A lot or a little?
The parents' guide to what's in this book.
What parents need to know
Parents need to know that Playground, the first novel by the popular rapper 50 Cent, is loosely based on his own experience and contains many references to bullying and sexual orientation. There is quite a bit of foul language and several instances of children being insubordinate or disrespectful to parents and other adult authority figures. This book shows the kinds of forces that create bullies and very even handedly shows its central figure, Butterball, being bullied and bullying others.
- Parents say
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What's the story?
Thirteen-year-old Butterball has very few friends at his new junior high school. He feels out of place, socially awkward, and is teased or ignored by many of his peers. His mother and father have separated and he blames her for everything that's going wrong in his life while elevating his irresponsible, verbally abusive father to hero status. Everything begins to change when Butterball attacks his one of his only friends, Maurice, and brutally beats him on the playground, fearing that Maurice had told people about his mother's lesbian partner, Evelyn. Now, he's meeting with a therapist every week and being forced to own up to and work out his feelings, so they can get to the bottom of why he would do such a thing. Butterball is also dealing with his new status at school -- as a bully, rather than just a \"nerdy kid\" -- and trying to find the best way to get next to a very friendly, very pretty girl he likes at school. What direction will Butterball's life ultimately take? Will he live the rest of his life as a superhero or a villain?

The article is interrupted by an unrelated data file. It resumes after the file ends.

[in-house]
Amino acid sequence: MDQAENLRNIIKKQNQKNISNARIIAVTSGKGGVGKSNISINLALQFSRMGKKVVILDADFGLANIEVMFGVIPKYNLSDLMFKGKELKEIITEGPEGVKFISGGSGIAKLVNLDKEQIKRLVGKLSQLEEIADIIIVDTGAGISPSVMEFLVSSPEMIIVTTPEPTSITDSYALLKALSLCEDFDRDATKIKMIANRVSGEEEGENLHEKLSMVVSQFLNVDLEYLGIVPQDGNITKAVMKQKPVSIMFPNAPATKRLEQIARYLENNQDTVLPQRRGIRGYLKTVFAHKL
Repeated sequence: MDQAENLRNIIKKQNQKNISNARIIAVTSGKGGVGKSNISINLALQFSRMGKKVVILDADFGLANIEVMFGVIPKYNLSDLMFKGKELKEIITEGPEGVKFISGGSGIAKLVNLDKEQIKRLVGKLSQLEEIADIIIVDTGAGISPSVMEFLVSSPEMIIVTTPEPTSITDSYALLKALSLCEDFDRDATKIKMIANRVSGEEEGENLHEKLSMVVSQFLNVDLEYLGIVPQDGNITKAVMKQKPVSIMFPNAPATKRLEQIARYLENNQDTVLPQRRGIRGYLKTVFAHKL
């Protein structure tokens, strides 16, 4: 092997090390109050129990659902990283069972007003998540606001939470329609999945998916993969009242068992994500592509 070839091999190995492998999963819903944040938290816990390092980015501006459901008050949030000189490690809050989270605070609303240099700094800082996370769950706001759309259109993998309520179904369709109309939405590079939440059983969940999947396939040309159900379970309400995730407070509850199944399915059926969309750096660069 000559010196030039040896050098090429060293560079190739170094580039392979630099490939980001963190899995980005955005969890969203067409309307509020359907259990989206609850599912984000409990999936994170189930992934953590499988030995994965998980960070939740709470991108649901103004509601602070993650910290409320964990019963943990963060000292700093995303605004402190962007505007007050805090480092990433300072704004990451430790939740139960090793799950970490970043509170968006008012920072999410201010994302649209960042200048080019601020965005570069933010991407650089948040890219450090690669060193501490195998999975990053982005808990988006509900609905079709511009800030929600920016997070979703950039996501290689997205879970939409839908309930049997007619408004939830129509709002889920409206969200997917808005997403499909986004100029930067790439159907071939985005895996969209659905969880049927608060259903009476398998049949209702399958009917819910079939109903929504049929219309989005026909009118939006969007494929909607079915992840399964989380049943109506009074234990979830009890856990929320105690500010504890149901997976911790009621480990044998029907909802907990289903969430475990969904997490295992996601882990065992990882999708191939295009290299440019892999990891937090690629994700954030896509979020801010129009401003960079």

Is it any good?
The author, rapper 50 Cent, made the right choice when deciding to tell the story from Butterball's perspective. It allows readers to understand the main character's motivation, pain, anger, frustration, and insecurities while keeping them tuned into his sense of humor and desire to be a good person. We can both empathize with Butterball's plight and be infuriated by his naivete and foolishness.
The story gives a pretty even-handed account of how bullies like Butterball are often created -- through poor treatment by other bullies and, in his case, poor examples set by authority figures. Butterball is an engaging character and an excellent storyteller, with a great, dry sense of humor. Readers will find it difficult to put the book down.
Talk to your kids about ...
Families can talk about peer pressure, bullying, and the need to feel acceptance among one's peers. How do kids deal with pressure from others at school? How important is gaining acceptance among one's classmates and other kids? Is bullying common in your school, or in your neighborhood? See our tips on dealing with bullies.
Families can also talk about what makes a family. Why was Butterball worried about his classmates finding out about his mother? Do you know of anyone with gay parents? What other types of families are in your school and neighborhood?
Is bullying common in your school or neighborhood? Are you being bullied? Have you ever acted like a bully? Do you have someone you trust to talk about your feelings? Why is it important to step in when you see someone else being bullied?
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